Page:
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People are sensitive to the meanings of foreign words, and some people are more sensitive than others

Languages across the world are use similar sounds to express similar meanings. This gives people an advantage when learning words in a language they've never heard before. In a new study, MPI researchers Gwilym Lockwood, Peter Hagoort, and Mark Dingemanse taught Japanese words to Dutch people with no knowledge of Japanese. People learned the words better if they learned the real Dutch translation than if they learned the opposite Dutch translation. This is because people can recognise the possibly universal cross-modal correspondences between the sounds of a word and what that word means. Brain measurements also showed that the more sensitive people were to cross-model correspondences, the harder they found it to suppress the conflicting information from the Japanese words learned with their opposite Dutch translations.
People are sensitive to the meanings of foreign words, and some people are more sensitive than others

Kirakira - sparkly or dull?

Most words in most languages are arbitrary, which means that there is no connection between the sounds of the words and the meanings that they express. For example, in the word dog, it's not like d means pet, o means four legs, and g means likes rolling in muddy puddles. However, all languages have sets of words where there is a direct connection between sounds and meaning. This ranges from simple onomatopoeia to ideophones, which are distinctive sound-symbolic words which depict all kinds of sensory imagery.

Lockwood and colleagues showed that Dutch people with absolutely no knowledge of Japanese are able to accurately guess the meanings of Japanese ideophones. When asked whether the ideophone fuwafuwa means pluizig (fluffy) or houtig (wooden), over 90% of people will correctly say that it means pluizig, even though they have never heard the word before. This sensitivity also affects word learning. The researchers taught their participants 38 Japanese ideophones... except that half the ideophones were learned with their real Dutch meanings (e.g. fuwafuwa and pluizig), and half the ideophones were learned with their opposite Dutch meanings (e.g. kirakira and dof, whereas it actually means fonkelend). In a test, the participants learned the ideophones with the real translations much better than the ideophones with the opposite translations, scoring 86.7% for the real translations and only 71.3% for the opposite translations.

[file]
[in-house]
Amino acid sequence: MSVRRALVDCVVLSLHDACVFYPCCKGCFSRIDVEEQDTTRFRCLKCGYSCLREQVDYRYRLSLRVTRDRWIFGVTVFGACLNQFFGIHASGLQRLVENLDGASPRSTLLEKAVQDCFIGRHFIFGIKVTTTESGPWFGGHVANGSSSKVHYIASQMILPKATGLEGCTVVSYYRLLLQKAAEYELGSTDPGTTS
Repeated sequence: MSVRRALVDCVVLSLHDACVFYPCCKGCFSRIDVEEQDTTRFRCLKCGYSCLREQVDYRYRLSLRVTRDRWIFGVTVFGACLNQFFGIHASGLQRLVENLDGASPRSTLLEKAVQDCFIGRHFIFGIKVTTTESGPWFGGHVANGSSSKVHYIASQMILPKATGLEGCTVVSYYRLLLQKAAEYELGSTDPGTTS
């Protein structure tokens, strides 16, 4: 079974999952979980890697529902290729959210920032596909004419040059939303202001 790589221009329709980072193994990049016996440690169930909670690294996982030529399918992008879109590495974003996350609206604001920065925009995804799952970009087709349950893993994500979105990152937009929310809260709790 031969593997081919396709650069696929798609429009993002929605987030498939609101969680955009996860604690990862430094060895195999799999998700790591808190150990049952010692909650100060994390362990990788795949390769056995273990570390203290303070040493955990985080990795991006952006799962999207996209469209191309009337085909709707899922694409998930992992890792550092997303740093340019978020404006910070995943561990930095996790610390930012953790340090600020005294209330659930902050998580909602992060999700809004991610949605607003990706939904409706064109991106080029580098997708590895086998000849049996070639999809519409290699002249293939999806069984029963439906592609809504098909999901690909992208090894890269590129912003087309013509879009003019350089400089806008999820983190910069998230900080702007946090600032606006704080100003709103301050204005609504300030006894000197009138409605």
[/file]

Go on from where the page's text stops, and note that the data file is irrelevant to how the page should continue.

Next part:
This study also used EEG to measure participants' brain activity. The researchers found that there was a difference during the test phase; the ideophones learned with their real translations elicited a bigger P3 response than the ideophones learned with their opposite translations. The most interesting result was when looking at the individual participants' brain activity and correlating it with their ideophone sensitivity scores. The P3 in response to the ideophones in the real condition was similar for all participants, but the P3 in response to the ideophones in the opposite condition varied a lot. People who were more sensitive to sound symbolism had lower P3s in response to the ideophones in the opposite condition, while people who were less sensitive to sound symbolism had higher P3s in response to the ideophones in the opposite condition. In fact, people who were least sensitive to sound symbolism showed the same brain activity to all ideophones.

What this means is that everybody can identify and exploit sound symbolism to help word learning when the sounds and the meanings match (like fuwafuwa and pluizig). However, people who are more sensitive to sound symbolism are also more aware of when things don't match (like kirakira and dof), and they find it harder to ignore these clashes during word learning.

 

More information:

Lockwood, G, Hagoort, P and Dingemanse, M 2016 How Iconicity Helps People Learn New Words: Neural Correlates and Individual Differences in Sound-Symbolic Bootstrapping. Collabra, 2(1): 7, pp. 1–15, DOI: http://dx.doi.org/10.1525/collabra.42

Data and analyses scripts:

https://osf.io/ema3t/

Neurobiology of Language

What is the neurobiological infrastructure for the uniquely human capacity for language? The focus of the Neurobiology of Language Department is on the study of language production, language comprehension, and language acquisition from a cognitive neuroscience perspective. Read more...

Director: Peter Hagoort

Secretary: Carolin Lorenz

 

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